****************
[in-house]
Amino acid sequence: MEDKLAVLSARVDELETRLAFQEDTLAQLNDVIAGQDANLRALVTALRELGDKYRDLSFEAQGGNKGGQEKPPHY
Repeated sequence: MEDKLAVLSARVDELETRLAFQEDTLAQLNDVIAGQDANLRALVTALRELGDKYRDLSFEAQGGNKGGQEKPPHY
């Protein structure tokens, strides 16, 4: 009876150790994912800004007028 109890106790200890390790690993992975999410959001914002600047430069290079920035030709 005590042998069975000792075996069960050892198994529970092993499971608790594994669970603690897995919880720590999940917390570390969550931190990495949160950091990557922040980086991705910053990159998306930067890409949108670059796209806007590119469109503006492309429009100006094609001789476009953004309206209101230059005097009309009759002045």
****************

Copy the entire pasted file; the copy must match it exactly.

[in-house]
Amino acid sequence: MEDKLAVLSARVDELETRLAFQEDTLAQLNDVIAGQDANLRALVTALRELGDKYRDLSFEAQGGNKGGQEKPPHY
Repeated sequence: MEDKLAVLSARVDELETRLAFQEDTLAQLNDVIAGQDANLRALVTALRELGDKYRDLSFEAQGGNKGGQEKPPHY
């Protein structure tokens, strides 16, 4: 009876150790994912800004007028 109890106790200890390790690993992975999410959001914002600047430069290079920035030709 005590042998069975000792075996069960050892198994529970092993499971608790594994669970603690897995919880720590999940917390570390969550931190990495949160950091990557922040980086991705910053990159998306930067890409949108670059796209806007590119469109503006492309429009100006094609001789476009953004309206209101230059005097009309009759002045």